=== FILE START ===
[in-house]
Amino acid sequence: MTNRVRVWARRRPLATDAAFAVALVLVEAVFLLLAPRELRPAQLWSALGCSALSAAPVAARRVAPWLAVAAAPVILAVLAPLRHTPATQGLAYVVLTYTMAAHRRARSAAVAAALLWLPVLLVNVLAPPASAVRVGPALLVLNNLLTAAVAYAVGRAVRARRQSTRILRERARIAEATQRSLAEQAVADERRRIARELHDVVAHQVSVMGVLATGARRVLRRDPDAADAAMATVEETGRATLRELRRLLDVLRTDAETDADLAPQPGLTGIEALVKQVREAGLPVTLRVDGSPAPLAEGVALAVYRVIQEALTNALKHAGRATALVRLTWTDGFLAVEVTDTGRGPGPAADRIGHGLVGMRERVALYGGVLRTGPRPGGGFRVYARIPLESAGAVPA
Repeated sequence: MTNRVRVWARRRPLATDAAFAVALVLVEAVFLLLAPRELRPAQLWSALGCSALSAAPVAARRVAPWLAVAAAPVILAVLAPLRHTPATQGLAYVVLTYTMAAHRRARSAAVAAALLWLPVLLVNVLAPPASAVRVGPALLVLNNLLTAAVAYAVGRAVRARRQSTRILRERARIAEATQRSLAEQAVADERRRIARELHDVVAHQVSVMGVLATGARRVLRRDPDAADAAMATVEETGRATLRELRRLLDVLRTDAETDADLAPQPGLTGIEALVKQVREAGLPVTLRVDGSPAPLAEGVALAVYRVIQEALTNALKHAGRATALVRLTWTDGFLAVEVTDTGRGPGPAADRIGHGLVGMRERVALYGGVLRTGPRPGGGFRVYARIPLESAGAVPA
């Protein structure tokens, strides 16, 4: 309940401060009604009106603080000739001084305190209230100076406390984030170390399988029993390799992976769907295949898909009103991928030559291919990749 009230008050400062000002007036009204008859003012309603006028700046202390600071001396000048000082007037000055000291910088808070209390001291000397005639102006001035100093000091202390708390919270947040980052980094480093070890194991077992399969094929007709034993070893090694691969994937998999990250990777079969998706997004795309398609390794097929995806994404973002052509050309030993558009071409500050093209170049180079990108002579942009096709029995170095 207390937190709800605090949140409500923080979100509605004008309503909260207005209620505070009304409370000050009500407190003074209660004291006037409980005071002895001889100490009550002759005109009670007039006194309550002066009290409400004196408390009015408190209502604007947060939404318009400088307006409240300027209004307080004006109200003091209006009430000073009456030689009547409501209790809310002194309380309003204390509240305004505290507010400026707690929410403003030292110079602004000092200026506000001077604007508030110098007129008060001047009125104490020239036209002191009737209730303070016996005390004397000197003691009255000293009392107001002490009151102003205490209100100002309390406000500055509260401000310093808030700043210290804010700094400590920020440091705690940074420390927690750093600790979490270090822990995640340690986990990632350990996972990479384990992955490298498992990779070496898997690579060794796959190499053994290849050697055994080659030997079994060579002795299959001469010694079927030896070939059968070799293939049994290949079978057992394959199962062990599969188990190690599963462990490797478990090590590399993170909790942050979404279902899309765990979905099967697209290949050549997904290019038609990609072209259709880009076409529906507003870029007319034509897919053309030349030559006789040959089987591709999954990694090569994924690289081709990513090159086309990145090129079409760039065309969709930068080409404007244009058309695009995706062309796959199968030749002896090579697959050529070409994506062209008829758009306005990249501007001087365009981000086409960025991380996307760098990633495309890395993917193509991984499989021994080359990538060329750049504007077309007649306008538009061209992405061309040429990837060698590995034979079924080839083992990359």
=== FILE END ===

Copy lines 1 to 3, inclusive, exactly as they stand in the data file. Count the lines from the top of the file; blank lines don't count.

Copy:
[in-house]
Amino acid sequence: MTNRVRVWARRRPLATDAAFAVALVLVEAVFLLLAPRELRPAQLWSALGCSALSAAPVAARRVAPWLAVAAAPVILAVLAPLRHTPATQGLAYVVLTYTMAAHRRARSAAVAAALLWLPVLLVNVLAPPASAVRVGPALLVLNNLLTAAVAYAVGRAVRARRQSTRILRERARIAEATQRSLAEQAVADERRRIARELHDVVAHQVSVMGVLATGARRVLRRDPDAADAAMATVEETGRATLRELRRLLDVLRTDAETDADLAPQPGLTGIEALVKQVREAGLPVTLRVDGSPAPLAEGVALAVYRVIQEALTNALKHAGRATALVRLTWTDGFLAVEVTDTGRGPGPAADRIGHGLVGMRERVALYGGVLRTGPRPGGGFRVYARIPLESAGAVPA
Repeated sequence: MTNRVRVWARRRPLATDAAFAVALVLVEAVFLLLAPRELRPAQLWSALGCSALSAAPVAARRVAPWLAVAAAPVILAVLAPLRHTPATQGLAYVVLTYTMAAHRRARSAAVAAALLWLPVLLVNVLAPPASAVRVGPALLVLNNLLTAAVAYAVGRAVRARRQSTRILRERARIAEATQRSLAEQAVADERRRIARELHDVVAHQVSVMGVLATGARRVLRRDPDAADAAMATVEETGRATLRELRRLLDVLRTDAETDADLAPQPGLTGIEALVKQVREAGLPVTLRVDGSPAPLAEGVALAVYRVIQEALTNALKHAGRATALVRLTWTDGFLAVEVTDTGRGPGPAADRIGHGLVGMRERVALYGGVLRTGPRPGGGFRVYARIPLESAGAVPA